My deep desire is for Christ Church Cathedral to be a place where all are welcome, where we are a catalyst for conversation, where people from across political and theological spectrums come together and seek a wisdom that is greater than our own. Where we ask the questions we believe Jesus would ask and listen for God's still small voice in our hearts and on the lips of one another.
I believe our being an Oasis Congregation of intentional welcome to lesbian, gay, bisexual and transgendered persons is a piece of being that place. But I also believe and will defend just as strongly the same welcome to people who believe that same-sex relationships are counter to God's will. Everyone is welcome at the table. Everyone is invited to the conversation. However, nobody gets to treat anyone with anything but the highest of respect, and nobody gets to tell anyone else they can't be there.
Because I so deeply want the Cathedral to be this safe place where all feel welcome to express their honest opinions and to be open to the Spirit's whisperings, I have struggled with when and if I should speak out ... with occasions such as this. Where I am with this is that my silence would not model what I hope for from our Cathedral -- which is being a place and community where all can come and speak plainly and listen deeply.
So in a few minutes, I will go to City Hall and speak plainly (I hope). But I also want to listen deeply. If you disagree with what I am saying, don't just leave a comment here (though you are welcome to), come to Christ Church Cathedral and engage me and us in the congregation (and meet many couples among us whose living witness just might be converting for you). Invite me to come meet you where you are and engage me in the conversation. I promise I will listen deeply. I promise I will treat you with the highest respect. Because I am bound to seek and serve Christ in you, as you are bound to in me.
Here are the remarks I will be making this afternoon:
As an American, I believe we are a people of rights and laws, and those rights and laws should be extended to all people. Those rights might have been based on the variety of religious beliefs of the founders of this nation, but they have been set in a rule of law that above all values liberty and justice for all. No one person’s view, be it based in their faith or otherwise, should supercede this fundamental precept of liberty and justice for all.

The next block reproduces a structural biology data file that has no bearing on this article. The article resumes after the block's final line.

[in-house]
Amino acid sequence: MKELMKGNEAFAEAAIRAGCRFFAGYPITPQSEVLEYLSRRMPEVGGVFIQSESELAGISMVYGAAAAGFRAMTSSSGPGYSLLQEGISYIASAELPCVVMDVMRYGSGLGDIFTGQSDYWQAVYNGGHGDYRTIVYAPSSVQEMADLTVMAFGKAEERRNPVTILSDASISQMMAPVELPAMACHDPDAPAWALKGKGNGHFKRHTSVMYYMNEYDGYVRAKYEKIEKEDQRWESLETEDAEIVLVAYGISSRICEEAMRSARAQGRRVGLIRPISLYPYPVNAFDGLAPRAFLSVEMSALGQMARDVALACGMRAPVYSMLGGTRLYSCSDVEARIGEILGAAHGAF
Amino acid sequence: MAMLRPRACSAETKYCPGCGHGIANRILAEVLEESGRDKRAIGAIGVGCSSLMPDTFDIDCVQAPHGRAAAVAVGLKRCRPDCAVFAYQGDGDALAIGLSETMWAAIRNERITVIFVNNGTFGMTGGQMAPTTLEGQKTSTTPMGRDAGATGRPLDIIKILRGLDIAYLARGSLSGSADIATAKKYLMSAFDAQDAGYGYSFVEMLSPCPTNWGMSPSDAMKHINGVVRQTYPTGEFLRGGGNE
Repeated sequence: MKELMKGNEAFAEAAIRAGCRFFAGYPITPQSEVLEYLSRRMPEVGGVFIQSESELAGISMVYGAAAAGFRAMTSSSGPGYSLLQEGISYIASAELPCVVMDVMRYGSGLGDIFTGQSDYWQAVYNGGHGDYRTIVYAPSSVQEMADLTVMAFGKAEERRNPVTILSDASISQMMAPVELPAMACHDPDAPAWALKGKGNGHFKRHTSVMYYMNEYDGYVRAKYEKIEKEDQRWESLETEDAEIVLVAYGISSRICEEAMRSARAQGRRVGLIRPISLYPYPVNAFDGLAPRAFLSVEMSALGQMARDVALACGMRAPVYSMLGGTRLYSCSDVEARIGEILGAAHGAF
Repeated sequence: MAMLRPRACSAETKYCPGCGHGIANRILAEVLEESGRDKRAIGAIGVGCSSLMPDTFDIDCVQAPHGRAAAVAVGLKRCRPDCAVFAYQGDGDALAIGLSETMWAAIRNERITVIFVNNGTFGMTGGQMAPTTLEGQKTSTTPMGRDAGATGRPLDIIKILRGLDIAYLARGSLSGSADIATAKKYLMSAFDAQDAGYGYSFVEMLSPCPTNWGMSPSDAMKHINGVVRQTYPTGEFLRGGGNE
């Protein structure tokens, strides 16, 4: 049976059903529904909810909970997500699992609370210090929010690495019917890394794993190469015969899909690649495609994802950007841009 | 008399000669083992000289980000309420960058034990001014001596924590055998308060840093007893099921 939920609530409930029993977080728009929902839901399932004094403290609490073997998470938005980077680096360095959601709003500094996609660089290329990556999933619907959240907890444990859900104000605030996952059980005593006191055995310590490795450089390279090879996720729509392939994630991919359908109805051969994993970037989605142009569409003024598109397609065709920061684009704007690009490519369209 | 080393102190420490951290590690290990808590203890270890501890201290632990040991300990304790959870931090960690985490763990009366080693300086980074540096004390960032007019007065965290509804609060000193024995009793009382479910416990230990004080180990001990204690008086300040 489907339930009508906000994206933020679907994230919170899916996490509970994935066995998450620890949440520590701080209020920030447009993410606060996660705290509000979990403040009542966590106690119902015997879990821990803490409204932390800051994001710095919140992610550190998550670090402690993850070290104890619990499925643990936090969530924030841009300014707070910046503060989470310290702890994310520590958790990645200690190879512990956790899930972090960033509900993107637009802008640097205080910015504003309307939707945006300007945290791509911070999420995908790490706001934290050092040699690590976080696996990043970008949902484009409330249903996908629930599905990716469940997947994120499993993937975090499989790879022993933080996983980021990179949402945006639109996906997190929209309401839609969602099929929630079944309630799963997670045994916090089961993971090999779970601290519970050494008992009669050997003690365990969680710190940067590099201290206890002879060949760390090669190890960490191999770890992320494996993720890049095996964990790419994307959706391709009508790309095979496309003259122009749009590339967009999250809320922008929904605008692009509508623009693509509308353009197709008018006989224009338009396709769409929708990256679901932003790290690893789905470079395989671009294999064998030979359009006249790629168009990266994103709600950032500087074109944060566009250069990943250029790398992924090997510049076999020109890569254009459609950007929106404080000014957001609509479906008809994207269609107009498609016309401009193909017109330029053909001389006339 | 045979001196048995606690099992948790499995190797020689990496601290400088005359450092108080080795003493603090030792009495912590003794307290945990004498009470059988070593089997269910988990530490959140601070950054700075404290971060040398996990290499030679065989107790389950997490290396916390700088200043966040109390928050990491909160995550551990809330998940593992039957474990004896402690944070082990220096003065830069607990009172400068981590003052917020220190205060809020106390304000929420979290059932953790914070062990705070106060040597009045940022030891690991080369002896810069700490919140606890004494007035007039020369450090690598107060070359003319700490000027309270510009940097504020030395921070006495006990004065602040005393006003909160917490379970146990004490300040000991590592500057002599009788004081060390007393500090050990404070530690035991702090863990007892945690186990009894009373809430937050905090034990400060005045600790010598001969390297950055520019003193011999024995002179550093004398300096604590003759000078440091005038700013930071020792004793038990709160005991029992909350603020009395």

There are rights that go with the legal contract of marriage, and the decision that is in front of the courts is very simple. It is whether it is OK to withhold the rights and privileges of entering into a legal contract from consenting adults who have done nothing, nothing to warrant that prohibition. As an American, I believe the decision in front of the courts is simple. It is will we have liberty and justice for all.
Now I am not only an American, I am a person of faith. For me, marriage is not just a legal contract, it is a sacred covenant that has been a part of our faith tradition for thousands of years. And like many of our understandings of God’s purposes, our understanding of marriage has evolved and is still evolving. And we have had the freedom to define the sacrament of marriage for ourselves. We have had the freedom to say whether we believe God blesses a marriage between two people of the same sex or not.
I believe that God blesses two people, regardless of their gender or sexual orientation, who enter into a covenant of lifelong, self-giving love with one another. I believe that whatever we call that, that God calls it marriage. But what I believe isn’t the issue. Sacraments and sacred covenants should be defined by communities of faith. The government shouldn’t be defining a sacrament and it certainly shouldn’t be ill-defining it.
It is the government’s job to ensure that the rights guaranteed to us in our rule of law are available to all. It is the government’s job to ensure liberty and justice for all.
It is not the government’s job to tell us who can be bound together in the sacrament of marriage. It is not the government’s job to tell us what God blesses and what God doesn’t bless. We’ve got that one covered.